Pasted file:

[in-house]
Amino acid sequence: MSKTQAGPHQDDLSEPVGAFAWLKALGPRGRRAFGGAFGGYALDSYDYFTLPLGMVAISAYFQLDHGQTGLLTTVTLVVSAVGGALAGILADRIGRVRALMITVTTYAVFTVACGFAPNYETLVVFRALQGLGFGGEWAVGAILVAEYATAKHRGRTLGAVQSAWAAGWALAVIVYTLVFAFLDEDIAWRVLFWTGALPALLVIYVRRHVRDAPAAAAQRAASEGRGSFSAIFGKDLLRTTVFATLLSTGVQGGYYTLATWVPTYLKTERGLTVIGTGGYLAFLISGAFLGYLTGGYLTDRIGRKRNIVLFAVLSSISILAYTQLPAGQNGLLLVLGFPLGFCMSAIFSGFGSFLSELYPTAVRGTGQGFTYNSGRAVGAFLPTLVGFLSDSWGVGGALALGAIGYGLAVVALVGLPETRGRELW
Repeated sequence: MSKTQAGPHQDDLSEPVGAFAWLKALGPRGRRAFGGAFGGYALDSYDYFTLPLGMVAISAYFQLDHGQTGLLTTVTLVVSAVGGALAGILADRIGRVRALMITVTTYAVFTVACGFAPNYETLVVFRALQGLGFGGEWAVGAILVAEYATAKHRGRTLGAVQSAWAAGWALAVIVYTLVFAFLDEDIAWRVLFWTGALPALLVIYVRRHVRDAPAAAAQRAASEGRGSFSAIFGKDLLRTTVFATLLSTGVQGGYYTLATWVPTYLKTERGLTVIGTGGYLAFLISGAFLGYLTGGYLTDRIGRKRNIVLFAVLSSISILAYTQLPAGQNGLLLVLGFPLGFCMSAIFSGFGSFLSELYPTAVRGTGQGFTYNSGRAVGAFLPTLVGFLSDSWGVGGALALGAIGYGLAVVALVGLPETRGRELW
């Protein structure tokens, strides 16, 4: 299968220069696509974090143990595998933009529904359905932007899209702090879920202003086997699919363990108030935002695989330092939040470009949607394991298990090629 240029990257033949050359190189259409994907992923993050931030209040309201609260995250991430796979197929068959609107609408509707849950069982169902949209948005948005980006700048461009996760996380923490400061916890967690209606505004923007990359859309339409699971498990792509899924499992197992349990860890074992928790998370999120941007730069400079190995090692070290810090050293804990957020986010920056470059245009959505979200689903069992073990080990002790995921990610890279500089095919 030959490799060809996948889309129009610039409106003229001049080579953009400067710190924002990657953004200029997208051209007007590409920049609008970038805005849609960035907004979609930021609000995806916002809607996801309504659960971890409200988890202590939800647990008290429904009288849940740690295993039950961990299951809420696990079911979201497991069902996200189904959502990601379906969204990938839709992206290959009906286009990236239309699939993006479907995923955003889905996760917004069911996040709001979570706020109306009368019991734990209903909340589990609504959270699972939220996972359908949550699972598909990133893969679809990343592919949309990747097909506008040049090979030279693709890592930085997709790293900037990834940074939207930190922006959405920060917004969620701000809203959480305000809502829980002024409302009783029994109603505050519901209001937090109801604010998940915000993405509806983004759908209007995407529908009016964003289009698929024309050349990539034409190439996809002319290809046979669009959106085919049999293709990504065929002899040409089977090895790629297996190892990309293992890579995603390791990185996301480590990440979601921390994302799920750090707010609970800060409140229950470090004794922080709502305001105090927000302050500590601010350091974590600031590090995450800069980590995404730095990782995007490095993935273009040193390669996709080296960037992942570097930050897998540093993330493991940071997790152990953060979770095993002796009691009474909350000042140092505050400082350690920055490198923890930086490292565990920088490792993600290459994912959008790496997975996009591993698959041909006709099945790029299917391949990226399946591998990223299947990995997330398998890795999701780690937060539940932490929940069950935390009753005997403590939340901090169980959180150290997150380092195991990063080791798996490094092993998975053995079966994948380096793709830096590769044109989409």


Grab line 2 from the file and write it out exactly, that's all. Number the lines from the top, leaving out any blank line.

Amino acid sequence: MSKTQAGPHQDDLSEPVGAFAWLKALGPRGRRAFGGAFGGYALDSYDYFTLPLGMVAISAYFQLDHGQTGLLTTVTLVVSAVGGALAGILADRIGRVRALMITVTTYAVFTVACGFAPNYETLVVFRALQGLGFGGEWAVGAILVAEYATAKHRGRTLGAVQSAWAAGWALAVIVYTLVFAFLDEDIAWRVLFWTGALPALLVIYVRRHVRDAPAAAAQRAASEGRGSFSAIFGKDLLRTTVFATLLSTGVQGGYYTLATWVPTYLKTERGLTVIGTGGYLAFLISGAFLGYLTGGYLTDRIGRKRNIVLFAVLSSISILAYTQLPAGQNGLLLVLGFPLGFCMSAIFSGFGSFLSELYPTAVRGTGQGFTYNSGRAVGAFLPTLVGFLSDSWGVGGALALGAIGYGLAVVALVGLPETRGRELW